Getting back to Chengdu: Down at the bus park below the ticket gate, I took bus #101 again. Two stops and 5 minutes later, I was at QingChengShan railway station. It may not be obvious that you have reached the railway station. Depending on which side of the bus you’re sitting at, it may look as if the #101 bus is pulling into a bus park instead of a railway station, but there is a reason why there are other buses waiting here: because there’s a railway station nearby. Look a little beyond and up: you will see a massive modern building too big for the little town of QingChengShan. That’s the railway station, from where you can catch a train back to Xipu in Chengdu (via Dujiangyan).
4.5 based on 417 reviews
We went there expecting to see dirt. And dirt we did see, but because we paid for an English speaking guide we could understand so much more about the site, the history of the people, and the future plans for the site. It brought to life the dirt and beautiful artifacts. We took a 7yo and 3yo. After the "dirt" section the 3yo got bored but the guide made it interesting enough for adults and 7yo throughout. Highly recommend for 2 hours worth of time.
4.5 based on 904 reviews
Both were closed when we arrived around 7pm. But it had some great places to take place photos and a cute little garden area.
4.5 based on 83 reviews
Nice bridge spanning both banks of jin Jiang river. Hotel, eateries and bars on both sides of the bank. There are baskers too performing for a living. Lots of human traffic. However the bridge is currently closed for upgrading so you might have to make a big detour to go over from one side to another.
4.5 based on 94 reviews
Nitpickers will always find something annoying or negative about this show. But, we found it to be an outstanding experience overall. The shadow performance, the face-changers and the man playing the two-string Chinese instrument to me were the highlights. It's not the Shanghai Circus. It is, for lack of better description, a variety show, and a very colorfully costumed one at that. The performers are representative of local talents, meaning somewhat traditional Chinese performance art that isn't seen many other places. You won't like all of it, but you will love the other parts. One of the face-changers came up to my wife and demonstrated his blink-of-an-eye ability to change masks. Next to the Pandas, this was our second favorite memory of Chengdu.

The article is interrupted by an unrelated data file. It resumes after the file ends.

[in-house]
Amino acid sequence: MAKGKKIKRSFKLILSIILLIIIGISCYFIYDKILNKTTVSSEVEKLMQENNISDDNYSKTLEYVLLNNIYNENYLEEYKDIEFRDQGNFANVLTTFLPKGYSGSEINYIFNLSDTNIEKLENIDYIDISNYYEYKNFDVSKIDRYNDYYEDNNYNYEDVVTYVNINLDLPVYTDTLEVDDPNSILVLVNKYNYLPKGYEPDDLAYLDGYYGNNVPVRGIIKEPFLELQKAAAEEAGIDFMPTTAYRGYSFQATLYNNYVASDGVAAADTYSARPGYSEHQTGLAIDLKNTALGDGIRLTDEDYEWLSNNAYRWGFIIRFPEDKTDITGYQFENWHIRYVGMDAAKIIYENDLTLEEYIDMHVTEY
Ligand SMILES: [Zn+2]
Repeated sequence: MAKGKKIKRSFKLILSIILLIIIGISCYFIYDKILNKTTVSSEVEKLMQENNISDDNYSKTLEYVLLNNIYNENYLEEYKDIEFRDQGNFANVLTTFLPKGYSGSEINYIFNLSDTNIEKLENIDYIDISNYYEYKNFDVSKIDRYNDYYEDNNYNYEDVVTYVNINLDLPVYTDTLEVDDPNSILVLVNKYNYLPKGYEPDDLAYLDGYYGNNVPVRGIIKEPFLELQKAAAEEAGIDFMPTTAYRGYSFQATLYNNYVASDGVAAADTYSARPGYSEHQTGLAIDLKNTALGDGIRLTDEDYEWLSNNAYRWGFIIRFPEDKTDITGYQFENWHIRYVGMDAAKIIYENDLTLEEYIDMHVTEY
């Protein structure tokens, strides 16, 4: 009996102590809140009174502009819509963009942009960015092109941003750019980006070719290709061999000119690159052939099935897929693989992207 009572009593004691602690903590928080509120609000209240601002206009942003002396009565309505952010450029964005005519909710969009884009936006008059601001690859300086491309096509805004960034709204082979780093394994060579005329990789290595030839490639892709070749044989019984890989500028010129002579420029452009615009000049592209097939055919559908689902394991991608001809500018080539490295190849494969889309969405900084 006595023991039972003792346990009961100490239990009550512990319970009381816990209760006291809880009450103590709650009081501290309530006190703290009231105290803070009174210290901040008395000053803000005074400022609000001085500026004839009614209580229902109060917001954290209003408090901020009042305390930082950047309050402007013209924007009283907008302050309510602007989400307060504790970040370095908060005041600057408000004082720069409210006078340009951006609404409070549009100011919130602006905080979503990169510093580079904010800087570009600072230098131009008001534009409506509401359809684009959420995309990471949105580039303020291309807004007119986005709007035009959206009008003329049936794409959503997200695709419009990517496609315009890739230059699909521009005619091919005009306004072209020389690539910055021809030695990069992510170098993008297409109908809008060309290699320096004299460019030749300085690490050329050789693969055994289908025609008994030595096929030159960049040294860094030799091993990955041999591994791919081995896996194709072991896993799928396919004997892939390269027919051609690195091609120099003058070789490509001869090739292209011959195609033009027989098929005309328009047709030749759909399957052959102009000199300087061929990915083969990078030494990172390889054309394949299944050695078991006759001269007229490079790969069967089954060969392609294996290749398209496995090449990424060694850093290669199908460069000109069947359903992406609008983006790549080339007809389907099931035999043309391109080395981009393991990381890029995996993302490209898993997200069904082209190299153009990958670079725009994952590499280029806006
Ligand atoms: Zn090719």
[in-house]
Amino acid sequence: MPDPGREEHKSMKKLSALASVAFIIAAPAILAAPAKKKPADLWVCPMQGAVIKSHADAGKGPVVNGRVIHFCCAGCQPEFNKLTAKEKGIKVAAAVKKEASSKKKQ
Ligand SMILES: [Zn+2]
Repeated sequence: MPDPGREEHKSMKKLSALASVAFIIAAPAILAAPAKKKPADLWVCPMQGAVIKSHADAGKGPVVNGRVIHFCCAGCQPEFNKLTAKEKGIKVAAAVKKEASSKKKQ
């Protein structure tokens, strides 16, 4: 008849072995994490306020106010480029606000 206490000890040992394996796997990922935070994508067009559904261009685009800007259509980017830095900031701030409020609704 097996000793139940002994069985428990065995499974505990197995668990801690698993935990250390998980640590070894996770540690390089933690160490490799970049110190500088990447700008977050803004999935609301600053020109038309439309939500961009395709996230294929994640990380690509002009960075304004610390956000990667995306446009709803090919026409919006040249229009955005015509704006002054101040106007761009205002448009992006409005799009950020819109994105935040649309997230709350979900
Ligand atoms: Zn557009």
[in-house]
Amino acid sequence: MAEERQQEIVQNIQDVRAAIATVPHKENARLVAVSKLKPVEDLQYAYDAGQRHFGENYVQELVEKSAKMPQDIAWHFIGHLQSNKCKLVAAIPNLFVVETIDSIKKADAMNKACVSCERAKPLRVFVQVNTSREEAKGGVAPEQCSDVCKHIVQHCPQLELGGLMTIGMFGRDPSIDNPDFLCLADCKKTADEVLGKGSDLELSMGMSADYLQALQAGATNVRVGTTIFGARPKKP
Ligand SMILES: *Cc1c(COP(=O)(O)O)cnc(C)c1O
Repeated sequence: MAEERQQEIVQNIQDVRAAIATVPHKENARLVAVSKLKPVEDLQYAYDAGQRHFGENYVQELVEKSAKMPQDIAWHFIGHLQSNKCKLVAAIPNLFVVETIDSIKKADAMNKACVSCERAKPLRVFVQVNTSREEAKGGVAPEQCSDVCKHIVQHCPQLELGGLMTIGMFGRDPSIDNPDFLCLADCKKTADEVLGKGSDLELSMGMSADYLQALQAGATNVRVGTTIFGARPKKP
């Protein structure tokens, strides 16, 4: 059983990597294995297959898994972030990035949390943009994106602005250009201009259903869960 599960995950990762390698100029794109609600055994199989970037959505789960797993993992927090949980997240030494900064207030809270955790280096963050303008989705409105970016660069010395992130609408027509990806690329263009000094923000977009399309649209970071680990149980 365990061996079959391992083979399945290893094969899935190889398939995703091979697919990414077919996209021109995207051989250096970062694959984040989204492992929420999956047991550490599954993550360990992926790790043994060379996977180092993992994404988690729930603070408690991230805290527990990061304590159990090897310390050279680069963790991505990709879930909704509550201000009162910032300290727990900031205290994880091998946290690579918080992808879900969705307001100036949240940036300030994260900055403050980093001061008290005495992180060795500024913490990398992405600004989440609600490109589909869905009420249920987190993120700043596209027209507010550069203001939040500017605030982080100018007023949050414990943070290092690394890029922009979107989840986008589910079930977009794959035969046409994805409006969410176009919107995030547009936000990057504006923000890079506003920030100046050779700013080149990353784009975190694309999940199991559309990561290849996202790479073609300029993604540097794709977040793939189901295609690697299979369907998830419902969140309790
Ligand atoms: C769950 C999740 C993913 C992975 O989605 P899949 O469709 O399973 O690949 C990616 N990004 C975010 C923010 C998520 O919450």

4.5 based on 280 reviews
I went there with some of my friends, despite the fact that is located in China, the park is not crowded at all except the Spring Festival (Chinese new year) period. The entrance is a little bit overpriced 190RMB, the attractions are good, but it can happen that sometimes some are closed for maintenance which is a pity. Big but not huge.
4 based on 693 reviews
There was another surprise for us here. The place was very beautiful but there weren’t that many people here and the 60RMB price was cut in half. There must’ve been some special promotion going on in Chengdu during Christmas time because many attractions were half off. I sure didn’t mind that at all. The grounds were absolutely stunning and people weren’t pushing and shoving so the Memorial is an excellent place to come and unwind, relax and enjoy some pleasant Gardens and trees.